It was important for the facilitators to understand the different perspectives of the professional caregivers. The perspective is sometimes experienced as a balance between supporting independence and allowing for autonomy of the individual in their care. And at the same time trying to understand the caregiving dimension in the parent-relationship that is often strongly present in the lives of adults with ID. The professionals expressed the need to balance different interests. This discussion was given special attention in the groups. Discussion and exercises about redefinition were practiced by the groups. The image of the competent independent individual was strengthened and it was emphasized that autonomy can be expressed in different ways.

Professionals who attended ICDP groups expressed that the exercises and discussion enabled them to see interaction as fundamental to their work. Some also felt encouraged that they had the opportunity to discuss about different emotions and the importance of empathy during scheduled work.

Unfortunately, the continuing work with ICDP is weakened by the fact that no new facilitators are being trained, which means that in some regions of the joint municipality there are no ICDP groups available for professionals working with persons with ID. But the facilitators are confident that it will be possible to develop the work in the future. The experience of training  professional groups in ICDP will  help to incorporate ICDP in the services for persons with intellectual disabilities in the future.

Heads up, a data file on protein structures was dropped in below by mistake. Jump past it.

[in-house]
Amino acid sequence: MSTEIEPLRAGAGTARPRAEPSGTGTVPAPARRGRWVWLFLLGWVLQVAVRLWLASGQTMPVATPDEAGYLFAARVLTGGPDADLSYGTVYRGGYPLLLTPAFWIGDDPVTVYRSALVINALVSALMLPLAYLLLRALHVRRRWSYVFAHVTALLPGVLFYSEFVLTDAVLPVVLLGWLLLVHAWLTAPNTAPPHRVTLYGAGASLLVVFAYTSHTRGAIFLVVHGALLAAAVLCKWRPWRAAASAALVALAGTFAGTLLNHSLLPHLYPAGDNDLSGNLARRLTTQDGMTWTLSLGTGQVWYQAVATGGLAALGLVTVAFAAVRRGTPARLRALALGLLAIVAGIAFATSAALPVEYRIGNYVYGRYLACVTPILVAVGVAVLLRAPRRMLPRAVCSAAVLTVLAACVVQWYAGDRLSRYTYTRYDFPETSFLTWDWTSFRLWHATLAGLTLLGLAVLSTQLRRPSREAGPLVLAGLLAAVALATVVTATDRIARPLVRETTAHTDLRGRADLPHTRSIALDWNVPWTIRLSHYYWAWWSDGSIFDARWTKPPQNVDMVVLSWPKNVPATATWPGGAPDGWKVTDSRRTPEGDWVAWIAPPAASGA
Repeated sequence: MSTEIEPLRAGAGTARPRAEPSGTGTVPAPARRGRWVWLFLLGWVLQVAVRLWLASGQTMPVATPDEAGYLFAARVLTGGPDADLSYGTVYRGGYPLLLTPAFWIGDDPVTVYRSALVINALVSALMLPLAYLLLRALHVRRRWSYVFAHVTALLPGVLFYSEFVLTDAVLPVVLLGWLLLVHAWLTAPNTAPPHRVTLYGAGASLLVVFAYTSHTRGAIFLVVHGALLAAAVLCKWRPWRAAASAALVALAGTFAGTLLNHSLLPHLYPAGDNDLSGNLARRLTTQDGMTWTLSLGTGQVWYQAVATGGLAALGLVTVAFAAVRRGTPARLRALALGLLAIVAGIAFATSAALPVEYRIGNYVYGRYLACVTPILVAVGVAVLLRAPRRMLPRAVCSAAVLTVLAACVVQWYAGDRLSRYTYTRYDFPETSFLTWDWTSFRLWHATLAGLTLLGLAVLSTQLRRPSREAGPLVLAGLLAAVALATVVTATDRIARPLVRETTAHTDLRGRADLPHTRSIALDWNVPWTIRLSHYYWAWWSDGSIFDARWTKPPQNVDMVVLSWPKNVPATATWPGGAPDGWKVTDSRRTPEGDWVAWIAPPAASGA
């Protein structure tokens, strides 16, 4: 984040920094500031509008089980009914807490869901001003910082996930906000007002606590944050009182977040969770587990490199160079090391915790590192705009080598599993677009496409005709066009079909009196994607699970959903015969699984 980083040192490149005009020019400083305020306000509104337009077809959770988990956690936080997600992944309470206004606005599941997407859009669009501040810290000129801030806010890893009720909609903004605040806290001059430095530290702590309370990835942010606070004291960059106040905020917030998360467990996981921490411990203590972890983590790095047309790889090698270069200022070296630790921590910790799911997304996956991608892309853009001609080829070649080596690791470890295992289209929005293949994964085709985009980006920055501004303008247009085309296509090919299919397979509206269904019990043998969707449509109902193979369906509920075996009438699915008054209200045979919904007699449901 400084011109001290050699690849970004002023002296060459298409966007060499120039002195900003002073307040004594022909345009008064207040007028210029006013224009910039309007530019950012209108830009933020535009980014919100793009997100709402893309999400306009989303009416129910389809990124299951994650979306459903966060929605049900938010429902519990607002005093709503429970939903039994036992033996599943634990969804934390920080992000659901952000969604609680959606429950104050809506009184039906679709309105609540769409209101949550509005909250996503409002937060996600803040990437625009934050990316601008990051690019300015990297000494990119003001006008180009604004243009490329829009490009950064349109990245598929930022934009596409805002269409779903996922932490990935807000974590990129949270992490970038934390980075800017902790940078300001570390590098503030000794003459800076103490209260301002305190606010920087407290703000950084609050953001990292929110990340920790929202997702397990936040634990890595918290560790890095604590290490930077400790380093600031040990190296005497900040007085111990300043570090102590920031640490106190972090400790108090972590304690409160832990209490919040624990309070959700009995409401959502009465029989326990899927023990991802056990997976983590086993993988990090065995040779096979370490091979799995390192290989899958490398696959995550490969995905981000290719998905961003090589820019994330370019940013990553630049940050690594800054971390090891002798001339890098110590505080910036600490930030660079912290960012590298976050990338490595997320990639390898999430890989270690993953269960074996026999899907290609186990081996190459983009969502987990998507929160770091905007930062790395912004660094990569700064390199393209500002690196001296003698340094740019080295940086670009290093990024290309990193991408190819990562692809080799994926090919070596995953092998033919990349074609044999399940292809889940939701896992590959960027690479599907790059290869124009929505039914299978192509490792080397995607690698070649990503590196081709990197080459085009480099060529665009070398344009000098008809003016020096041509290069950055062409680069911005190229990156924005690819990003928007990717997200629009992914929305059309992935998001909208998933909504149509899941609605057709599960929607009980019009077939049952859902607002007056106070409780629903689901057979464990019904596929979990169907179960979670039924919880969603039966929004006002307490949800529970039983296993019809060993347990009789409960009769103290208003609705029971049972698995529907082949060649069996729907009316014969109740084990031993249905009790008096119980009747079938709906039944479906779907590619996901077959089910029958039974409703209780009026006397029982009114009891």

ICDP and Save the Children Nepal

The ICDP method is conceptualized as an intervention to be added to the Save the Children’s current Child Sensitive Social Protection (CSSP) programme, in an effort to ensure better psychosocial development outcomes for children. It is expected for ICDP to become an integral part of the CSSP and to complement the existing economic interventions in the deprived communities in which Save the Children Nepal is currently working.

The objective of the new project is to train a group of 16 people in the ICDP programme and to continue with the training until they become ICDP approved facilitators. The group attended their first ICDP workshop in April and showed a lot of interest in the methodology. They are currently trying out the ICDP guidelines for good interaction in relation to their children, as a first step in training. The next step will be to enable them to deliver ICDP sessions to caregivers in three different communities at some distance from Kathmandu – that experience will also serve as a pilot project. The 16 participants are comprised of Save the Children staff members, as well as members of their implementing partner organizations.